Credit: Michael Brosilow

The final play in August Wilson’s “Century Cycle,” Radio Golf, set
in the 1990s, is a story about a little guy trying to survive the American
political machine without having his morals ground to a pulp. Allen
Gillmore expertly heads up Court Theatre’s five-person powerhouse ensemble
as Harmond Wilks, an optimistic real estate developer running to become
Pittsburgh’s first black mayor.

Director Ron OJ Parson sets this examination of black upward mobility and
class against a toe-tapping soundtrack that evokes the feeling of a classic
sitcom with unusual gravitas. Alfred H. Wilson delights as eccentric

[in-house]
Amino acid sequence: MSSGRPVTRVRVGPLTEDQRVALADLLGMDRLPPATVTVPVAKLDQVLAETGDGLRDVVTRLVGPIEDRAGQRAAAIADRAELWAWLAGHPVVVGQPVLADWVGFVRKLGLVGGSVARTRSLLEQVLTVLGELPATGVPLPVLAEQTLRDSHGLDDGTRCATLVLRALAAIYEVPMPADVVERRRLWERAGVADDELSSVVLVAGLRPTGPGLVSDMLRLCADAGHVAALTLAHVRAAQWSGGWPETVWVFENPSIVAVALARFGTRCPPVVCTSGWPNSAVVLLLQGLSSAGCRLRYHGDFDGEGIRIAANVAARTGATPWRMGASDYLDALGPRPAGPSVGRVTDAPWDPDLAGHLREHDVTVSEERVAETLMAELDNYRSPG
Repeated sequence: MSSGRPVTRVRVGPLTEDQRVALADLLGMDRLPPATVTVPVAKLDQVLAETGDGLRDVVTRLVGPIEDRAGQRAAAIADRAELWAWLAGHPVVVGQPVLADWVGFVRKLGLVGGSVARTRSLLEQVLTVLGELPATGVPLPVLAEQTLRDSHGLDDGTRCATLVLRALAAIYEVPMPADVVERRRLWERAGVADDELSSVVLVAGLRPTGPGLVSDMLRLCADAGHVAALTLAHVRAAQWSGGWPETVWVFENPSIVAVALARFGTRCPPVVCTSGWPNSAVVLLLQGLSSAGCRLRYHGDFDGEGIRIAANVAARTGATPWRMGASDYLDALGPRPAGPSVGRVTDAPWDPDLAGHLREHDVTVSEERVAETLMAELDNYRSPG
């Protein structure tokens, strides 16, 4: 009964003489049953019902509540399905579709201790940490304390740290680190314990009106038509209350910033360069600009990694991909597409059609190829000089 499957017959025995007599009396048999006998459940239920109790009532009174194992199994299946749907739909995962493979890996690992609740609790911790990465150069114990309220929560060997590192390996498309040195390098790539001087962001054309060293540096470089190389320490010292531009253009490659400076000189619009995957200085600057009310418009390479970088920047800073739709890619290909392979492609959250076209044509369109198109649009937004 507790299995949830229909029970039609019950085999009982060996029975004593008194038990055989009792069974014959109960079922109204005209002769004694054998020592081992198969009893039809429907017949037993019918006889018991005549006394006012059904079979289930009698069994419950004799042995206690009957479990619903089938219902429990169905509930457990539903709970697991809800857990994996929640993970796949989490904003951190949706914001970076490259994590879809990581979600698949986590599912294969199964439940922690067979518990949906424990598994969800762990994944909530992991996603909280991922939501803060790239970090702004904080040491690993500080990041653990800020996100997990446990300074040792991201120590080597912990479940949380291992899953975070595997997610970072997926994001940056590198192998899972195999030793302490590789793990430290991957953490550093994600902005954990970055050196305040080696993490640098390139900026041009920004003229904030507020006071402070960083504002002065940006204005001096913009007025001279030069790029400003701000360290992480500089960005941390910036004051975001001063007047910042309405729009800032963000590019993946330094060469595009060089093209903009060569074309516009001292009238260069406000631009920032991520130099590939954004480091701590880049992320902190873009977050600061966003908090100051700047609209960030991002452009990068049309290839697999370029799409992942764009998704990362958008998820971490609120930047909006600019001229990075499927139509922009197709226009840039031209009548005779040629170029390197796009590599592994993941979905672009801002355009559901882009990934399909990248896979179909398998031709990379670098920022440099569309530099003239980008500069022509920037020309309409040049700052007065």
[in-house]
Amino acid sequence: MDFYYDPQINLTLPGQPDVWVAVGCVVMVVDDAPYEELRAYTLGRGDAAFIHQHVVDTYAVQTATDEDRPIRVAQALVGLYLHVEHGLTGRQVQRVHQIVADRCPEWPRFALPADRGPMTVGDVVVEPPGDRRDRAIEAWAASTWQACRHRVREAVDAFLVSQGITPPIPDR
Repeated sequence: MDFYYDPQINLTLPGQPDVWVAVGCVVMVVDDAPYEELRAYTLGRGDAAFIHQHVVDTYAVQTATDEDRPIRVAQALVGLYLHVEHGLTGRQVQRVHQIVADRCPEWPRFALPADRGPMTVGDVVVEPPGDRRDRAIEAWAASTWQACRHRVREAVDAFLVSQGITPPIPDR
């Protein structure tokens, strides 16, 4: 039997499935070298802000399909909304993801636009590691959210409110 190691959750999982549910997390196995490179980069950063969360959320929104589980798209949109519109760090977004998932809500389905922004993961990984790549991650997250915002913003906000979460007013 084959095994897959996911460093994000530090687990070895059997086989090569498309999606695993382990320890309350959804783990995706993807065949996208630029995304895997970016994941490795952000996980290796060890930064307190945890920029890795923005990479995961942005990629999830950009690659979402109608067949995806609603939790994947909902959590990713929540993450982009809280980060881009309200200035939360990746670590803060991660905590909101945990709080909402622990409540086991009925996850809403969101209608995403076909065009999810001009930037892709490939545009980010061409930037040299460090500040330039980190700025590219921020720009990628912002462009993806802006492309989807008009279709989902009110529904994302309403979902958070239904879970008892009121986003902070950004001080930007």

military veteran, Elder Joseph Barlow. Ann Joseph shines in a criminally
underwritten role as Mame Wilks, Harmond’s wife, wringing every drop of
pathos out of a cookie-cutter “stand by your man” scene.

James Vincent Meredith swaggers as Roosevelt Hicks, a ruthless businessman
with an impressive short game, and James T. Alfred charms as Sterling
Johnson, the underestimated voice of morality. Though Wilson’s broad-stroke
interrogation of economically moving up and selling out could stand more
nuance, the story of a fragile community yearning for a flawless savior to
beat the game with nothing more than his bare hands and idealism resonates
perhaps more painfully today than it did when it premiered in 2005.

Radio Golf
feels like home to anyone who has had the pleasure of being intimately
involved in the African-American experience, and welcomes the rest of
America to peer through the window, feel the warmth and also perhaps catch
a glimpse their own reflection.   v